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I Am Black And Conscious, I Celebrate Juneteenth. Keep Your European Independence Day Away From Me

I might sound harsh but Frederick Douglass said it best in 1852 when he said “The rich inheritance of justice, liberty, prosperity and independence, bequeathed by your fathers, is shared by you, not by me,” he continued. “This Fourth [of] July is yours, not mine.”

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It’s summer and that means the usual questions have started, “What are you doing for 4th of July, Labor Day, Memorial Day? No one ever asks what I’m doing to celebrate Juneteenth. Every year as the celebration of the traditional European holidays from Christmas to Independence day draw near I cringe. As a Black person in America I watch as my traditional customs and holidays are ignored or made to appear non existent and European centered holidays are pushed at me.


It’s June and that means it’s time for my people and those who celebrate our freedom come together and commemorate when ALL Americans officially gained legal rights. There are those who want us Black Americans to just blindly follow the status quo of American holidays, they also want us to forget that when these holidays were first celebrated that my ancestors were mere property. In fact, according the constitution that we are all governed by and this great nation was founded on, Black people were 3/5 a person.

In September 1862 during the Civil War, President Lincoln made a radical move and freed the slaves via the Emancipation Proclamation, effective January 1, 1863. It was not a popular move, the confederate and union states were locked in an intense battle for dominance and control of America. The Emancipation Proclamation declared all slaves to be freed in the Confederate States of America in rebellion and not in Union hands. Being as though Texas was not a battle state and was so far from where the fighting was taking place, news that the slaves had been freed did not reach Texas for two years.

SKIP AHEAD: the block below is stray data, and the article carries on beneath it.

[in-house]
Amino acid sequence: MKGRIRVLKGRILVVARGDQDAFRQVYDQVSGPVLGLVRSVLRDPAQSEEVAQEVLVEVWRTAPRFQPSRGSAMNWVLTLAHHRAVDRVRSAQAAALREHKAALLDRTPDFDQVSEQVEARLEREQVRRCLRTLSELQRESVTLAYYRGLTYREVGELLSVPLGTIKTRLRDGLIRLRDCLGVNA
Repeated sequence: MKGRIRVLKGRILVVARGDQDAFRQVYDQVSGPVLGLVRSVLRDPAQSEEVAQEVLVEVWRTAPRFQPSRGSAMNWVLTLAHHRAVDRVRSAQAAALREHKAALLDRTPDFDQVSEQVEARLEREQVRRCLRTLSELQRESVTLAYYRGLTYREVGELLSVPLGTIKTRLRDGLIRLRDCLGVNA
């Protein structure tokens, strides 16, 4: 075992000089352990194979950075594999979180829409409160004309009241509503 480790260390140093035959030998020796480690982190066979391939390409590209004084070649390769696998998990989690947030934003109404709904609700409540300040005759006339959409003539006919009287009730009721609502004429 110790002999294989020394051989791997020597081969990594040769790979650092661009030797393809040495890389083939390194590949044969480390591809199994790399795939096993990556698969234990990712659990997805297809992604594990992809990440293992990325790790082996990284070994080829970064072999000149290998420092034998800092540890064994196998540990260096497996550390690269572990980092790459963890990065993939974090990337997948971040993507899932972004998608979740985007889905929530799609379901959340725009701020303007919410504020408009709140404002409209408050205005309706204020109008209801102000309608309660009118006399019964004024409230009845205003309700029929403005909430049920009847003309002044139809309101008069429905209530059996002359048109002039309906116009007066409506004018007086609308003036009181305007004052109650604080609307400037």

There was no internet like today and many stories have been told on what exactly prevented the news from reaching Texas for so long. Many slave owners who wanted to avoid the battle had fled to Texas with their slave and by 1865 there were an estimated 250,000 slaves in Texas. The war officially ended June 2, 1865. It was June 19th 1865 when Union General Gordon Granger, a day after arriving in Galveston, stood on the balcony of Galveston’s Ashton Villa and read aloud the contents of “General Order No. 3”

General Order No. 3 read :

The people of Texas are informed that, in accordance with a proclamation from the Executive of the United States, all slaves are free. This involves an absolute equality of personal rights and rights of property between former masters and slaves, and the connection heretofore existing between them becomes that between employer and hired labor. The freedmen are advised to remain quietly at their present homes and work for wages. They are informed that they will not be allowed to collect at military posts and that they will not be supported in idleness either there or elsewhere.

The first few years after the slaves had been freed they celebrated “Juneteenth” a play on the words June and nineteenth, the day of official African American freedom in America. The newly freed slaves felt far from free however, they were forced to now work for wages on land they once toiled as slaves. Those who ventured out on their own across the south found that laws had been enacted to disenfranchise them further still. They were also blocked from entering the political arena. Juneteenth celebrations died down in the south, especially once the great depression hit.

With the great migration, as more and more Black families headed north in search of better opportunities in the 1950’s, the celebration of Juneteenth started to spread in areas that it had never been heard of before. In 1968 the Poor People’s Campaign to Washington, D.C ( May 12- June 24, 1968) helped spark Juneteenth celebrations in even more areas as people went back to their own communities with new knowledge of their emancipation heritage.